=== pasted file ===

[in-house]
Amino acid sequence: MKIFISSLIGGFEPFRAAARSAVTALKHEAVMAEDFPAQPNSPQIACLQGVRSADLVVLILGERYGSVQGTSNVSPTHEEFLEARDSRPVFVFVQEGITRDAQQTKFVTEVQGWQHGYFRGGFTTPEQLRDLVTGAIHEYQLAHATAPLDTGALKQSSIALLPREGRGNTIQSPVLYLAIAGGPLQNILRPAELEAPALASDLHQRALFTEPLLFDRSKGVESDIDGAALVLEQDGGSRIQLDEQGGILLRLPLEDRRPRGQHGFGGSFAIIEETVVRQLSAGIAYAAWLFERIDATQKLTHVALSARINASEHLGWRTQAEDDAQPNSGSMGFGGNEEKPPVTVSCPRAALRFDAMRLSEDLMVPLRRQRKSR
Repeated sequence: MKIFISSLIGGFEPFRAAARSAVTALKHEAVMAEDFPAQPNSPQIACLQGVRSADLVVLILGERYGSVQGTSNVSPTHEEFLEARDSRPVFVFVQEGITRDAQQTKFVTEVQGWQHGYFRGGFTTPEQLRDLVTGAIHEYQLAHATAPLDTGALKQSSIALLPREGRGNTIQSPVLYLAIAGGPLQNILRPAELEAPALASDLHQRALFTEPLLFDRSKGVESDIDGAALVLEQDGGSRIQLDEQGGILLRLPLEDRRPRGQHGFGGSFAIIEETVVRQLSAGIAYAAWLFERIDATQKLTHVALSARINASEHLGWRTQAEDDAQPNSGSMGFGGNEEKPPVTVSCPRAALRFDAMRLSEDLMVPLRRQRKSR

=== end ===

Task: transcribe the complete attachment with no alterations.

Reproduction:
[in-house]
Amino acid sequence: MKIFISSLIGGFEPFRAAARSAVTALKHEAVMAEDFPAQPNSPQIACLQGVRSADLVVLILGERYGSVQGTSNVSPTHEEFLEARDSRPVFVFVQEGITRDAQQTKFVTEVQGWQHGYFRGGFTTPEQLRDLVTGAIHEYQLAHATAPLDTGALKQSSIALLPREGRGNTIQSPVLYLAIAGGPLQNILRPAELEAPALASDLHQRALFTEPLLFDRSKGVESDIDGAALVLEQDGGSRIQLDEQGGILLRLPLEDRRPRGQHGFGGSFAIIEETVVRQLSAGIAYAAWLFERIDATQKLTHVALSARINASEHLGWRTQAEDDAQPNSGSMGFGGNEEKPPVTVSCPRAALRFDAMRLSEDLMVPLRRQRKSR
Repeated sequence: MKIFISSLIGGFEPFRAAARSAVTALKHEAVMAEDFPAQPNSPQIACLQGVRSADLVVLILGERYGSVQGTSNVSPTHEEFLEARDSRPVFVFVQEGITRDAQQTKFVTEVQGWQHGYFRGGFTTPEQLRDLVTGAIHEYQLAHATAPLDTGALKQSSIALLPREGRGNTIQSPVLYLAIAGGPLQNILRPAELEAPALASDLHQRALFTEPLLFDRSKGVESDIDGAALVLEQDGGSRIQLDEQGGILLRLPLEDRRPRGQHGFGGSFAIIEETVVRQLSAGIAYAAWLFERIDATQKLTHVALSARINASEHLGWRTQAEDDAQPNSGSMGFGGNEEKPPVTVSCPRAALRFDAMRLSEDLMVPLRRQRKSR